As cold and flu season hits again, the Food and Drug Administration (FDA) sent a bit of good cheer our way. The agency announced today a new proposed rule that would essentially eliminate chemicals like triclosan from antibacterial soaps. Specifically, FDA said that it does not have enough data about the health impacts of triclosan to say that it is safe to use. And it said that evidence shows that washing hands with regular soap is just as good as using so-called antibacterial soaps.
Triclosan and its cousin triclocarban are the most common chemicals found in antibacterial hand soaps. And recent studies suggest that we should be concerned about the effect these chemicals may have on our health.
The FDA is tasked with approving products as safe and effective, but has dragged its feet on antibacterial hand soaps for decades. As a result of NRDC’s lawsuit on these delays, FDA agreed to a series of deadlines pushing to finalization of its regulation of hand soaps.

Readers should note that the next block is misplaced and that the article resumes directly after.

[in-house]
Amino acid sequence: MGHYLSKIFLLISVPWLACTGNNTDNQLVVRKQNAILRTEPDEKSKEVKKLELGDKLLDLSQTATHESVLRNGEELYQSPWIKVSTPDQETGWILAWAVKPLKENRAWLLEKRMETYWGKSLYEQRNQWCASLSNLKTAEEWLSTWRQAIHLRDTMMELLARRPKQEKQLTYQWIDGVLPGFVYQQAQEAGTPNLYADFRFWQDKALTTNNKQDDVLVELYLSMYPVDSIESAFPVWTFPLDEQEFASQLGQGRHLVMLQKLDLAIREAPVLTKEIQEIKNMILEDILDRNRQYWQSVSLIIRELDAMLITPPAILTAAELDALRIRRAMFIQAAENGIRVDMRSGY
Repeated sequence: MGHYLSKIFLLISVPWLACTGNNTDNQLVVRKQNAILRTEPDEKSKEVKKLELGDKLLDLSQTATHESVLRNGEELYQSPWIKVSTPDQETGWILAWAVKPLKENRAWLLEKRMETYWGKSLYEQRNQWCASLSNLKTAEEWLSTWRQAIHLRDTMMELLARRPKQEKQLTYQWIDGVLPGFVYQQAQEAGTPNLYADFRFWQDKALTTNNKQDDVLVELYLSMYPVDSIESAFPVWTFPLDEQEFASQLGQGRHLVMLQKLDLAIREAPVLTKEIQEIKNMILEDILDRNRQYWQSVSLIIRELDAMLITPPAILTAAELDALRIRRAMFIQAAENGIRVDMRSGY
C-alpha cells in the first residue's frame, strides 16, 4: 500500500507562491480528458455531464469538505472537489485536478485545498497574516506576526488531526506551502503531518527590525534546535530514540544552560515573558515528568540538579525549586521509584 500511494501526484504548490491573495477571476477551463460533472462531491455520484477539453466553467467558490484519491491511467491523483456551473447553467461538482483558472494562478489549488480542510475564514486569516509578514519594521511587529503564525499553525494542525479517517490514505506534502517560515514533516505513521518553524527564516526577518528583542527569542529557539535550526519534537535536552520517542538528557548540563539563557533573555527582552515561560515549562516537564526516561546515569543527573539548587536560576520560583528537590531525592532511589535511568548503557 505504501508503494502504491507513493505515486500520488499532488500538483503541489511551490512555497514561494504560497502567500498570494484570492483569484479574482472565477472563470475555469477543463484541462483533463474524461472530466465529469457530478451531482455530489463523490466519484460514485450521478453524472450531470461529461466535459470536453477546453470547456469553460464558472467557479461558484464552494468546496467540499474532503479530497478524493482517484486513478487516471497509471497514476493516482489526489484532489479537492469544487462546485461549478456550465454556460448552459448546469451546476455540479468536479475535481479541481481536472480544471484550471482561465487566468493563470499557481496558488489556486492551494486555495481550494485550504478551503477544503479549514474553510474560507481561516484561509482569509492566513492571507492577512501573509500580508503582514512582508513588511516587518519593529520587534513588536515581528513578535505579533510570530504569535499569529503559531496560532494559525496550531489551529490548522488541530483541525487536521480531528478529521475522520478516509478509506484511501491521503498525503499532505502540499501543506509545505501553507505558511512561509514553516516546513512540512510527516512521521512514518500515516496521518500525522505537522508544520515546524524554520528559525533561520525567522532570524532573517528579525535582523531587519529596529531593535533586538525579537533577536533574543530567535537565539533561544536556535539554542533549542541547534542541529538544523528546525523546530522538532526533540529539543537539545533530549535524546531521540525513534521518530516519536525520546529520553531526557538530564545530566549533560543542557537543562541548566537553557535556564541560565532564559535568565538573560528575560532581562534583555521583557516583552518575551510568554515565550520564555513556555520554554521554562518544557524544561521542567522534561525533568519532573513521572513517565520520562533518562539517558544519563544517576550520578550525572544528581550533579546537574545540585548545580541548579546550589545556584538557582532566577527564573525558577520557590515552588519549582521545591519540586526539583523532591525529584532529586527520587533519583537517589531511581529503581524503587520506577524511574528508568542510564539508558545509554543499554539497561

Today marks the first deadline in that consent decree, which required FDA to publish a tentative final monograph to regulate consumer hand soaps. For the first time in more than 30 years, we are getting a real preview of the future of triclosan and antibacterial hand soaps.
In FDA’s first draft monograph in 1978, triclosan and triclocarban were not approved as safe or effective. The problem was that the monograph only went into effect after it was finalized. Since FDA never finalized that draft monograph, triclosan and triclocarban have been allowed in those products and antibacterial soaps have since proliferated on the market.
Therefore, while today’s announcement marks great progress on the regulation of antibacterial soaps, the most important deadline is September 2016 when FDA must finalize its monograph and the rule actually takes effect. Today set FDA on the right path for the final rule and we look forward to getting more good news from FDA in the near future.